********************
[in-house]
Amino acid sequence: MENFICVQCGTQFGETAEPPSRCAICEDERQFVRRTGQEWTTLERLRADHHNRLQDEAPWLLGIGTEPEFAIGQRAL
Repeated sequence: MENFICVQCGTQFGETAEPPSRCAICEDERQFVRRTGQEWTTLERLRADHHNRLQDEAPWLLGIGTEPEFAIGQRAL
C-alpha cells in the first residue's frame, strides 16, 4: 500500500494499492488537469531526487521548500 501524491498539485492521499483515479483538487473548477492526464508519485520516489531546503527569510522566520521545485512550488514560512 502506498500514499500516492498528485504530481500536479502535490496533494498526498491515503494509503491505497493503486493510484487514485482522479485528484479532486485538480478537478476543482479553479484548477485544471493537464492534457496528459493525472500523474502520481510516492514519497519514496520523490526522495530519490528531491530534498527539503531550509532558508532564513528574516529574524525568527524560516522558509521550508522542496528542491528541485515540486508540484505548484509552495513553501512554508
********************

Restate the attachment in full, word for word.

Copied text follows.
[in-house]
Amino acid sequence: MENFICVQCGTQFGETAEPPSRCAICEDERQFVRRTGQEWTTLERLRADHHNRLQDEAPWLLGIGTEPEFAIGQRAL
Repeated sequence: MENFICVQCGTQFGETAEPPSRCAICEDERQFVRRTGQEWTTLERLRADHHNRLQDEAPWLLGIGTEPEFAIGQRAL
C-alpha cells in the first residue's frame, strides 16, 4: 500500500494499492488537469531526487521548500 501524491498539485492521499483515479483538487473548477492526464508519485520516489531546503527569510522566520521545485512550488514560512 502506498500514499500516492498528485504530481500536479502535490496533494498526498491515503494509503491505497493503486493510484487514485482522479485528484479532486485538480478537478476543482479553479484548477485544471493537464492534457496528459493525472500523474502520481510516492514519497519514496520523490526522495530519490528531491530534498527539503531550509532558508532564513528574516529574524525568527524560516522558509521550508522542496528542491528541485515540486508540484505548484509552495513553501512554508